Deutsche Börse said it would take the European Commission to court to try to overturn its decision last month to block its tie-up with NYSE Euronext, in what would have been the world's largest exchange deal.
The move, rare in European merger cases, came after weeks of bitter recriminations after the Commission voted to stop the deal on antitrust grounds.
Börse chief executive, Reto Francioni, called the decision at the time "a black day for Europe".
The legal action is all the more unusual because NYSE is not taking part, leaving the German exchange to strike out on its own with a potentially protracted legal challenge. "We have not reached a formal decision on whether to appeal and therefore are not making any comment," NYSE said.
The Commission's antitrust authorities blocked the proposed $9bn tie-up because the combination of the two exchanges' derivatives businesses, Eurex and Liffe, would have dominated the region's derivatives markets, shutting out rivals.
The Börse and NYSE countered that the combination would create a "European champion" to counter big US exchanges and emerging derivatives exchanges in Asia.
They also argued that the combination would still face stiff competition from CME Group of the US, disagreeing with Brussels' view that the derivatives markets were European, not global, for the purpose of assessing the market dominance of the merger.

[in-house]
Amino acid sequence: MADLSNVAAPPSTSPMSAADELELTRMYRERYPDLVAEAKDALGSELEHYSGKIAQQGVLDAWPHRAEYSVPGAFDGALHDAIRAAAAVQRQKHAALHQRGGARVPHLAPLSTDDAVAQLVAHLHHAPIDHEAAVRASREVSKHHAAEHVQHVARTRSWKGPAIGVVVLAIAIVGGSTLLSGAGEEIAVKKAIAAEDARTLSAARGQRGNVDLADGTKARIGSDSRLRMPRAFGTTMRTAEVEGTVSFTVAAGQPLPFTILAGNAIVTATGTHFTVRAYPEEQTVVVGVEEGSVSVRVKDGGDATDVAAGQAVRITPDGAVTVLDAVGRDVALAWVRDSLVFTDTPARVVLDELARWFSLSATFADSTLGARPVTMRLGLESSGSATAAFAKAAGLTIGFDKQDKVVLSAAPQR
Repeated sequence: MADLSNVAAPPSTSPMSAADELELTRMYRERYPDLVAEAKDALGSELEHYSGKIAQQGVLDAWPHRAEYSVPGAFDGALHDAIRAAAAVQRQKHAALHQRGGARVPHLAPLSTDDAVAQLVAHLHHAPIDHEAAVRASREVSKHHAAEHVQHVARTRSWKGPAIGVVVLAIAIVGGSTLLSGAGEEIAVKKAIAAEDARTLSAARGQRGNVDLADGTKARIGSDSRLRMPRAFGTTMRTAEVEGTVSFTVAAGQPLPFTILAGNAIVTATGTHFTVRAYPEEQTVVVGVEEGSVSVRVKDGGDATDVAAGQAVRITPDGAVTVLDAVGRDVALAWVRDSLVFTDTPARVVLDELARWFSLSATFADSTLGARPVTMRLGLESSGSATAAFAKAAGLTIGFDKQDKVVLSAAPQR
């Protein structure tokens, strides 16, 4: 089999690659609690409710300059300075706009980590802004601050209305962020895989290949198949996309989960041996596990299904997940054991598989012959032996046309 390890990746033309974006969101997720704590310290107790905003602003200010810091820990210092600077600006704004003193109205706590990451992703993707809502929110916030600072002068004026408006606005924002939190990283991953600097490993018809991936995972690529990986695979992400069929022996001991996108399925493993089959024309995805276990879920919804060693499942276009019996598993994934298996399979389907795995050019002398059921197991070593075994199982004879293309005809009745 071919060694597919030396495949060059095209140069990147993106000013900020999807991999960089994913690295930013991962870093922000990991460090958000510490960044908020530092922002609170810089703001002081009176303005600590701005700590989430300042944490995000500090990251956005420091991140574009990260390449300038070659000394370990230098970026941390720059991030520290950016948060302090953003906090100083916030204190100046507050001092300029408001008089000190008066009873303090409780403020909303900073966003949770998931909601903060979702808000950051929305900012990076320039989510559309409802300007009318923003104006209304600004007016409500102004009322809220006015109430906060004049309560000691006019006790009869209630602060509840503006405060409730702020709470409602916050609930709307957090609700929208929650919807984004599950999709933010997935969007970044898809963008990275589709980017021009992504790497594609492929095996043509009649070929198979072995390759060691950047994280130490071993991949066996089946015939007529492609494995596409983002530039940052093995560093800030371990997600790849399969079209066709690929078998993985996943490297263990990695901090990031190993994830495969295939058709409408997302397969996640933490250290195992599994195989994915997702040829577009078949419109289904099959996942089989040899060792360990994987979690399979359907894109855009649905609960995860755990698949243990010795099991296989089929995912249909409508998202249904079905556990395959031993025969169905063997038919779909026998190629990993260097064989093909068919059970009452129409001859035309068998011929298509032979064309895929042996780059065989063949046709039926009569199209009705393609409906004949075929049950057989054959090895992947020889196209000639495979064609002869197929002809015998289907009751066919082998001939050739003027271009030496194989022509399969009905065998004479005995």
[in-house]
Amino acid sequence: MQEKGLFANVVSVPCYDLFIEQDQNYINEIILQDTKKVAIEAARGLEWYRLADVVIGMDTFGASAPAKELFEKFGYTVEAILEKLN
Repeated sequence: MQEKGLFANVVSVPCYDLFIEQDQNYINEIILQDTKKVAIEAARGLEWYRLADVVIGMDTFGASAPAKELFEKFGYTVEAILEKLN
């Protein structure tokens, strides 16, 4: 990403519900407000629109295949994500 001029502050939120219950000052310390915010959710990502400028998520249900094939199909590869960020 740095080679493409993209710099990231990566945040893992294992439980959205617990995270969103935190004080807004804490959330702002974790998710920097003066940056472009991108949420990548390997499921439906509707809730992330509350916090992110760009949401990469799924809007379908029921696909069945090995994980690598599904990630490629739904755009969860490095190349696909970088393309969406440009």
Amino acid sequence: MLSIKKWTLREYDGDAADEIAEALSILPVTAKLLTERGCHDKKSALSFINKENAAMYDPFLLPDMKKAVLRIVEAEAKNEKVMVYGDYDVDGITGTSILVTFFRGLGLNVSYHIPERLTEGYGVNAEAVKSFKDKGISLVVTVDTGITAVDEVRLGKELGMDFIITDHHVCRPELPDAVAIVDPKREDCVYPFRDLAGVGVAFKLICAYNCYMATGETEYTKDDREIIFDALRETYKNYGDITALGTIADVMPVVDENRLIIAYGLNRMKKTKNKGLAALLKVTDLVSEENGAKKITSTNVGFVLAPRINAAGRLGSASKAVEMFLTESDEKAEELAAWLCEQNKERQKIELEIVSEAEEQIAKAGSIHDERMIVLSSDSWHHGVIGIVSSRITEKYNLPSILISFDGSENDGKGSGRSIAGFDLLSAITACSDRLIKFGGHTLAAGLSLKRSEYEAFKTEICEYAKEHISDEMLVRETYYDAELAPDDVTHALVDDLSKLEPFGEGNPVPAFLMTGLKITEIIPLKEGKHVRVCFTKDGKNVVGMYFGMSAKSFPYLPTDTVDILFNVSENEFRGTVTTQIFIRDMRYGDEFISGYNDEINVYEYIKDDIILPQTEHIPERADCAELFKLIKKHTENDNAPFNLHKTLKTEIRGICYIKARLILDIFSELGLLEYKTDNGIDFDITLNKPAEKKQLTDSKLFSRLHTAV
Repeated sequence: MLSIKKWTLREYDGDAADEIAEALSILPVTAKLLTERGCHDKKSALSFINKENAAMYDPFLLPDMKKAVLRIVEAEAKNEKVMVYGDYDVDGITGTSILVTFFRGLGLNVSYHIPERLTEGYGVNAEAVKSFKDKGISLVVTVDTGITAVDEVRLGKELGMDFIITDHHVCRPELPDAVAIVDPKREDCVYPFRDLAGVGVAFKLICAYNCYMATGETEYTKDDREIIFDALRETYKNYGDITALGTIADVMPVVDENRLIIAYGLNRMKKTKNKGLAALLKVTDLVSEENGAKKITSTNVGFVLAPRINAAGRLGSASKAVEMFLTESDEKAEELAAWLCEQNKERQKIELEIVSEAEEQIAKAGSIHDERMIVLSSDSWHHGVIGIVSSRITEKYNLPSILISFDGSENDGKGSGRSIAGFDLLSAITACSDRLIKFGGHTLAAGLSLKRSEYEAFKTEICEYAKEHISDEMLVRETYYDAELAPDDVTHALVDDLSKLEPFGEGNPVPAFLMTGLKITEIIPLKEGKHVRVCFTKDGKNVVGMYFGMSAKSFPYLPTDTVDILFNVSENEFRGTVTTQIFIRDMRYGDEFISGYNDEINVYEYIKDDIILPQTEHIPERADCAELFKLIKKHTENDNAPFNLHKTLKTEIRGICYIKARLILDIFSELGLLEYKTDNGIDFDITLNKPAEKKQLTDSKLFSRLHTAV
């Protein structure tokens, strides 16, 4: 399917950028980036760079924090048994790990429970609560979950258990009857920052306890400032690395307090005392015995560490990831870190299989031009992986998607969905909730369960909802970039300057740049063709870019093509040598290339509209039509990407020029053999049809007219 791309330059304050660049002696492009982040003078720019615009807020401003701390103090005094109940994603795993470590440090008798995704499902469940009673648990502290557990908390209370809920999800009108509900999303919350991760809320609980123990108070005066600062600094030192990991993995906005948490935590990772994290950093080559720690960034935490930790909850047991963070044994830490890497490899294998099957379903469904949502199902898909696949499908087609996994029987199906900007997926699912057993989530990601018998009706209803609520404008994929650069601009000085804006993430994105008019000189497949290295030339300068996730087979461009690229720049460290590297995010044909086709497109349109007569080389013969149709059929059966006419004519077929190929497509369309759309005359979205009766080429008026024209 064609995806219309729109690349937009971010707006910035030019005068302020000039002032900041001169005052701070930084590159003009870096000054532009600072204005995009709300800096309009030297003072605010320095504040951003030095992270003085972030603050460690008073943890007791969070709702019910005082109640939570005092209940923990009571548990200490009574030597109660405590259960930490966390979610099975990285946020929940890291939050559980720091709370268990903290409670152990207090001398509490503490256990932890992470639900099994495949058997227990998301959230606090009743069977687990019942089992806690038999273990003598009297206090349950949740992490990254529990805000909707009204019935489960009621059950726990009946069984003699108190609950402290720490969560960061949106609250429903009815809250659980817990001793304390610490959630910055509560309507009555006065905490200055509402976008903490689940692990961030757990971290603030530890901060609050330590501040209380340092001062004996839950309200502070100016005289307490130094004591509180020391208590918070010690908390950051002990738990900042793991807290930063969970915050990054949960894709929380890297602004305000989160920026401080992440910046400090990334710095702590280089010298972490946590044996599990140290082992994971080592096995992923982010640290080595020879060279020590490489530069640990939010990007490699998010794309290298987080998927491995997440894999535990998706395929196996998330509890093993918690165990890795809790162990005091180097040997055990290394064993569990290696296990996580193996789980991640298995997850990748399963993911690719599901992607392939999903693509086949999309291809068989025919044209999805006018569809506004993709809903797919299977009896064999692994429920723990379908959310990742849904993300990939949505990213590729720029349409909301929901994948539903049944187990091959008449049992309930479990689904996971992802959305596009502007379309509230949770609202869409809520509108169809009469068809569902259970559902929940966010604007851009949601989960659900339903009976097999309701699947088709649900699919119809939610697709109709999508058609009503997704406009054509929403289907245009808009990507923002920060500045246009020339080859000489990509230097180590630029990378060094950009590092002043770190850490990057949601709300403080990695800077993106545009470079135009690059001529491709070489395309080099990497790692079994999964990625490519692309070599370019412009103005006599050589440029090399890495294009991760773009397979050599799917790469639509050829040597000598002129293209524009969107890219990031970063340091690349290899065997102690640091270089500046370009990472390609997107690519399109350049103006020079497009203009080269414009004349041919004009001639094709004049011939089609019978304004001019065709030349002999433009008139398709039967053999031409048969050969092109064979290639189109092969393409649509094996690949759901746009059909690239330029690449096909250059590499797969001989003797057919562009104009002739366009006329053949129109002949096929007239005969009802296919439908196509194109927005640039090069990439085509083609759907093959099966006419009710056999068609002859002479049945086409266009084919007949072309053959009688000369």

The Borse said it had decided to sue the Commission at the "general court" in Luxembourg.
"Deutsche Börse is of the view that several aspects of the decision are flawed," the Börse said on Monday evening.
Lawyers said the German exchange would face an uphill struggle proving that the Commission's decision was wrong. "They are looking at a year or so probably," said one antitrust lawyer.
However the move underscores frustration at the antitrust authorities' market definition - a view shared by many in the derivatives industry.
The lawyer, who was not acting for either exchange, said the Borse's move "sounds like pure optics and annoyance".
The failure of the Börse-NYSE has prompted both exchanges to re-assess their plans for growth as standalone businesses as the sector has soured on the value of mergers.
NYSE said last week it was making progress building up its own clearing house in London, where the exchange business has already been thrown into flux by the London Stock Exchange's attempt to take control of LCH.Clearnet, a clearing house in which NYSE has a 9 per cent stake.
The Börse on Monday said it had proposed Joachim Faber, chief executive of Allianz Global Investors, as the next chairman of the exchange group's supervisory board.